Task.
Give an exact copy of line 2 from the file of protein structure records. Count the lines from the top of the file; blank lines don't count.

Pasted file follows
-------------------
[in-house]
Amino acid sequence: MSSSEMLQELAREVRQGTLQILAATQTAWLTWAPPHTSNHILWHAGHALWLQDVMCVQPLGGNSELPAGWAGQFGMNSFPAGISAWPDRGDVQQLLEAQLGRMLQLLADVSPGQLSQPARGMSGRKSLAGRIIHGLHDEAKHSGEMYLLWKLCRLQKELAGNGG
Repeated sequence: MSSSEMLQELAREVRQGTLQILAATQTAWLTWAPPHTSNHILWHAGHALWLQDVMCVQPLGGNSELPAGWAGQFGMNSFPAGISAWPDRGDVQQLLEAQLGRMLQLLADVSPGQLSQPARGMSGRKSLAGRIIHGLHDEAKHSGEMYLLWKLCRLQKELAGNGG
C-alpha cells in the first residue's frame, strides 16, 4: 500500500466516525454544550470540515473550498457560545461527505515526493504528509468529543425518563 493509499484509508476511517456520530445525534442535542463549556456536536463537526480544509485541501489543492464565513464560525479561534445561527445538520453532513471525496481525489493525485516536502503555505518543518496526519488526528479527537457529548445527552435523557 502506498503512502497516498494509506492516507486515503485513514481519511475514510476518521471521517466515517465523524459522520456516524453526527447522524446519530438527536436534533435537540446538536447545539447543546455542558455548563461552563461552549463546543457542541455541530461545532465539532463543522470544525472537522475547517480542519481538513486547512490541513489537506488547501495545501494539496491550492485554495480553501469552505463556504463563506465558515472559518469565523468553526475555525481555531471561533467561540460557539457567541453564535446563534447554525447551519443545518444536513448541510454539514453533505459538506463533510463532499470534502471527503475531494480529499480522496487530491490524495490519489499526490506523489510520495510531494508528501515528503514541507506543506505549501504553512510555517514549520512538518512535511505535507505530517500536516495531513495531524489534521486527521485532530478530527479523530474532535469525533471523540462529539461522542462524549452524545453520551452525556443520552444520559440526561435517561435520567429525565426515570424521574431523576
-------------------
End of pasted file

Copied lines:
Amino acid sequence: MSSSEMLQELAREVRQGTLQILAATQTAWLTWAPPHTSNHILWHAGHALWLQDVMCVQPLGGNSELPAGWAGQFGMNSFPAGISAWPDRGDVQQLLEAQLGRMLQLLADVSPGQLSQPARGMSGRKSLAGRIIHGLHDEAKHSGEMYLLWKLCRLQKELAGNGG